When You Feel Like You Don’t Measure Up
One of my favourite childhood films was Mary Poppins. I would watch it over and over again, wishing I could fly in on that cloud, powder my nose, wear those shoes. I loved her combination of kindness and no-nonsense; the way she was strict, but gentle, teaching the importance of looking after others and ‘seeing past the end of your nose.’
In the scene where she first meets the children, Mary Poppins pulls a tape measure from her magical carpet bag and proceeds to see how they measure up. Michael is found to be extremely stubborn and suspicious, while Jane is inclined to giggle and doesn’t put things away. Mary Poppins, of course, is practically perfect in every way.
I sometimes wonder what Mary Poppins’ tape measure might have to say about me. It’s easy to look at my life and feel like it’s not quite measuring up. I don’t have a thriving family or own a beautiful home. I seem to be scrambling back down the career ladder instead of climbing up it and I spend my free time scratching out words and ideas and wondering if they’ll ever be read.
It’s easy to feel like it’s all a bit unsuccessful, like I’m going nowhere and achieving nothing.
Maybe you’ve felt like that too?
Our world has a lot to say about what defines success. We’re supposed to have stories to tell about how our kid is top of the class, or about the luxury holiday we’re going on. We’re supposed to talk about our latest job promotion or the new house we just bought. We’re supposed to tell everyone that our church is the biggest and the best and the coolest.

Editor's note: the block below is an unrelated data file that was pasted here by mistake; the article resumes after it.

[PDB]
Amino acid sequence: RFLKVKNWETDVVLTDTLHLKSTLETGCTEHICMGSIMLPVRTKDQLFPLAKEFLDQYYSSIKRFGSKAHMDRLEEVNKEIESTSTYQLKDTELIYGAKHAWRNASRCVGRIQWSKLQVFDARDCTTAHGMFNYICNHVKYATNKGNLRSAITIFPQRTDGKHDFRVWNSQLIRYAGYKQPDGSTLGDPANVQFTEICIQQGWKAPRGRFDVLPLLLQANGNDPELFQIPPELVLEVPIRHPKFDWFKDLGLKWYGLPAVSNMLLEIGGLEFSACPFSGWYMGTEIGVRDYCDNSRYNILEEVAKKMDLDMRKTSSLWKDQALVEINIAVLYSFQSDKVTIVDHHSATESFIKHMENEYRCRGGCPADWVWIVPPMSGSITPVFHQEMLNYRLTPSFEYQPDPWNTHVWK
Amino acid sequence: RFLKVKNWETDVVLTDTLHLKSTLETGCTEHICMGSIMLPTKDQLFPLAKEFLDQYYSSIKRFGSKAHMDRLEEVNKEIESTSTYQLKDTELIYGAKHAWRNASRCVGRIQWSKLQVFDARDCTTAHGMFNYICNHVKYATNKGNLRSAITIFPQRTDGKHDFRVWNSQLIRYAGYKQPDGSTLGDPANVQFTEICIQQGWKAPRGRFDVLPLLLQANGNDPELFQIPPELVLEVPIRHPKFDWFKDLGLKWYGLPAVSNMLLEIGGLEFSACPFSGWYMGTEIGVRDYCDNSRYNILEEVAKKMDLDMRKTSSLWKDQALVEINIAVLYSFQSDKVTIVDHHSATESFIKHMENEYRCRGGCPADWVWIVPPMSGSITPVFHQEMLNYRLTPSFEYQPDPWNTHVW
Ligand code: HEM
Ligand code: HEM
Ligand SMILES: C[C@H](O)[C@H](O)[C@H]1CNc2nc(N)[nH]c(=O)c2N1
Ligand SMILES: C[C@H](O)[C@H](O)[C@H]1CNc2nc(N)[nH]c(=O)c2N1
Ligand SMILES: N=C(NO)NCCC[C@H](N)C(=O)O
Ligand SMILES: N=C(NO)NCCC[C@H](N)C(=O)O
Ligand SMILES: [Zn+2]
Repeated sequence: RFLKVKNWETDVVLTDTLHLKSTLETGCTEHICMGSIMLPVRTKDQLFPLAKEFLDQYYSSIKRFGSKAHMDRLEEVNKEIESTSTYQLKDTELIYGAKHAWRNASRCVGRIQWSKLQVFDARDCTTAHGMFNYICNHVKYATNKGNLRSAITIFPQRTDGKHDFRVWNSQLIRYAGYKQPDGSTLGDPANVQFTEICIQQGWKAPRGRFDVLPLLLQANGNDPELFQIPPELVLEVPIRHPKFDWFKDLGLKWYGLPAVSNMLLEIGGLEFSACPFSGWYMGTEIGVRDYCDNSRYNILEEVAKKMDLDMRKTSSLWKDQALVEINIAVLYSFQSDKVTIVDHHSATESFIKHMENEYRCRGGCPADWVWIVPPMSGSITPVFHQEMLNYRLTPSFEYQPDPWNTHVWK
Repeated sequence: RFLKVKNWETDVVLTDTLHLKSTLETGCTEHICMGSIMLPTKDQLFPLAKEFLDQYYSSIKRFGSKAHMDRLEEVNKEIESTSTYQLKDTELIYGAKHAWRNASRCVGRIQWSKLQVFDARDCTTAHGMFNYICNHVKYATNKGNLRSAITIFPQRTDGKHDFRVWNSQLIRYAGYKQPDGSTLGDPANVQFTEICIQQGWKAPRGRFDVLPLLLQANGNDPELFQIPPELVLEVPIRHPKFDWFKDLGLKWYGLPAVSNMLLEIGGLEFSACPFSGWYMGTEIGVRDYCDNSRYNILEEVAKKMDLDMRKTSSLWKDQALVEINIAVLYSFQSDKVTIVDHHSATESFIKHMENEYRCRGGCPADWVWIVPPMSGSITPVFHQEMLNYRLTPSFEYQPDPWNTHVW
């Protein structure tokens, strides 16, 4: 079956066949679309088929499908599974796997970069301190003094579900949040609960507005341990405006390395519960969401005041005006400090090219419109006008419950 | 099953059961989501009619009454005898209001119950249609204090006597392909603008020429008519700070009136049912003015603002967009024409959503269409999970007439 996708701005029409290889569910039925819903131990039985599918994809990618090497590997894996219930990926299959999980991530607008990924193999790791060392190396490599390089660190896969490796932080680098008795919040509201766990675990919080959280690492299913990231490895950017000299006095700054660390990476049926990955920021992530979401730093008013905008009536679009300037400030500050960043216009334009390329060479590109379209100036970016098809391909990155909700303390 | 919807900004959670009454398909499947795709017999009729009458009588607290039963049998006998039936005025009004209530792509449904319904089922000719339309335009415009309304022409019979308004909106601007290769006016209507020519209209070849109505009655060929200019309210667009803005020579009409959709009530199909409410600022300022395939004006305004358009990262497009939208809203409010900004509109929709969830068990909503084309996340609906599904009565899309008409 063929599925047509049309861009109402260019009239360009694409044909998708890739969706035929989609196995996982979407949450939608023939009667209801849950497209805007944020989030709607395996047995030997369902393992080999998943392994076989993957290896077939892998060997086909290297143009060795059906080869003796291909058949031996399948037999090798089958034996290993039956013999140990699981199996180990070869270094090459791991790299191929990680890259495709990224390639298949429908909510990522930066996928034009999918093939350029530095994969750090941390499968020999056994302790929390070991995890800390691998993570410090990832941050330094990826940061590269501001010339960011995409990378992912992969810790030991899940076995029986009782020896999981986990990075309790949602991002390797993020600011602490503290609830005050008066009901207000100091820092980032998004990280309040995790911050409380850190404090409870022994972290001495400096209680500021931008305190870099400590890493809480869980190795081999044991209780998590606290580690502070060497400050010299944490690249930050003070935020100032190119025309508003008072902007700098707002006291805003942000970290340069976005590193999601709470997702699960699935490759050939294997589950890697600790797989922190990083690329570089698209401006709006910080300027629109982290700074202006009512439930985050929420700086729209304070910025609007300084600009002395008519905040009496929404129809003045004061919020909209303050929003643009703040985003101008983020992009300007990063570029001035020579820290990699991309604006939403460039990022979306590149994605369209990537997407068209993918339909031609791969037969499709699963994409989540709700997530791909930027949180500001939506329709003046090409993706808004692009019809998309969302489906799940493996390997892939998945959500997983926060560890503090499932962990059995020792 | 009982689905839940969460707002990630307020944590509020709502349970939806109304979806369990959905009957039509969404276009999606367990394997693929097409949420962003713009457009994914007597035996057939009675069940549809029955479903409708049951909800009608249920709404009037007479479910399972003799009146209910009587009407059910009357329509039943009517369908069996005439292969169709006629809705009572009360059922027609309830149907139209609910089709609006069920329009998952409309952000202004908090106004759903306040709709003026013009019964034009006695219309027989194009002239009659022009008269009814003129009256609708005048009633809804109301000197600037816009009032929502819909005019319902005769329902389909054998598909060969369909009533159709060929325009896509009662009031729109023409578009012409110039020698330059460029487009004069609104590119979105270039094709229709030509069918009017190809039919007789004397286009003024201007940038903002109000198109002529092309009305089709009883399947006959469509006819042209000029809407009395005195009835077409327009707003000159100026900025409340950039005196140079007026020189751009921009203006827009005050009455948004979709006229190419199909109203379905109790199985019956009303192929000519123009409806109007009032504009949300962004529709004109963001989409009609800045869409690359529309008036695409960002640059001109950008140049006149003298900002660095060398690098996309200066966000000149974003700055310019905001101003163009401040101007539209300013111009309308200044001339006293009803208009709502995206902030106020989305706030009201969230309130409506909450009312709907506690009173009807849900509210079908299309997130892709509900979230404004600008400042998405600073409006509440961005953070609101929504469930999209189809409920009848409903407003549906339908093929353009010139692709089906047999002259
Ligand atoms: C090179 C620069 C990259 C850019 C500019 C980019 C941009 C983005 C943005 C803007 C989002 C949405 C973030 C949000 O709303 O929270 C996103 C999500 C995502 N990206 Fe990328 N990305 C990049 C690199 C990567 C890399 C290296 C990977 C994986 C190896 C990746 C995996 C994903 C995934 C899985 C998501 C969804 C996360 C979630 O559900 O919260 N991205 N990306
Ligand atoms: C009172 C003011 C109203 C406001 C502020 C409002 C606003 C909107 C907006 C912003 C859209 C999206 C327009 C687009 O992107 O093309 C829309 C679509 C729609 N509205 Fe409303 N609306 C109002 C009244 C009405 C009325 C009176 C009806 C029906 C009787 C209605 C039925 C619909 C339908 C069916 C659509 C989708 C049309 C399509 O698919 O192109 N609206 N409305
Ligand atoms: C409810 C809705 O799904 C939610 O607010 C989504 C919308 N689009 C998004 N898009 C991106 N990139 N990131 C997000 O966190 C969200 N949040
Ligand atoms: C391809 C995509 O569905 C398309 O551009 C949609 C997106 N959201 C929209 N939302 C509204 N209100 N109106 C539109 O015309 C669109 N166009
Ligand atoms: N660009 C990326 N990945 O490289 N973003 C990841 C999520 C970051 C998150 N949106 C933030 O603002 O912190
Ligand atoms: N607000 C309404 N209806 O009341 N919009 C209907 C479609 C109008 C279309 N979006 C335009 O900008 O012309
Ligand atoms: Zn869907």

But what if life isn’t like that? What if we can’t tell those stories? What happens when we lose our job or get cancer? What happens if we’re dealing with depression or the end of a relationship? What happens if we fail at something or our child has special needs? What happens when we’re hurt or grieving? What is success supposed to look like then?
Greg Boyle writes that ‘the tyranny of success often can’t be bothered with complexity.’ And the truth is, we are all complex people. We take two steps forward and three steps back. Things don’t always work out the way we expect. The messy and the broken and the beautiful all seem to come mixed up together on most days.
Jesus has some pretty controversial things to say about success too, like the first will be last, and the last will be first. Or when he tells the rich young ruler he must give away all his money to enter the kingdom of Heaven. Or the story he tells about people who’ve been working in the vineyard for a short time and they earn just as much money as the people who’ve worked there all day.
None of it seems very fair. But it turns out Jesus doesn’t measure success like we do. He isn’t about money or privilege or power or status. He’s about generosity and compassion and freedom from the things that are holding us back from being our best selves.
Mother Theresa summed it up when she said, ‘we are not called to be successful, we are called to be faithful.’
I love that thought. It takes such a weight off us. Our job is to be faithful, to show up to our own lives and do the best we can, with all the compassion and generosity we can find. How it all works out in the end, that’s up to God, who really is perfect in every way.
 Boyle, G. Tattoos on the Heart, p.67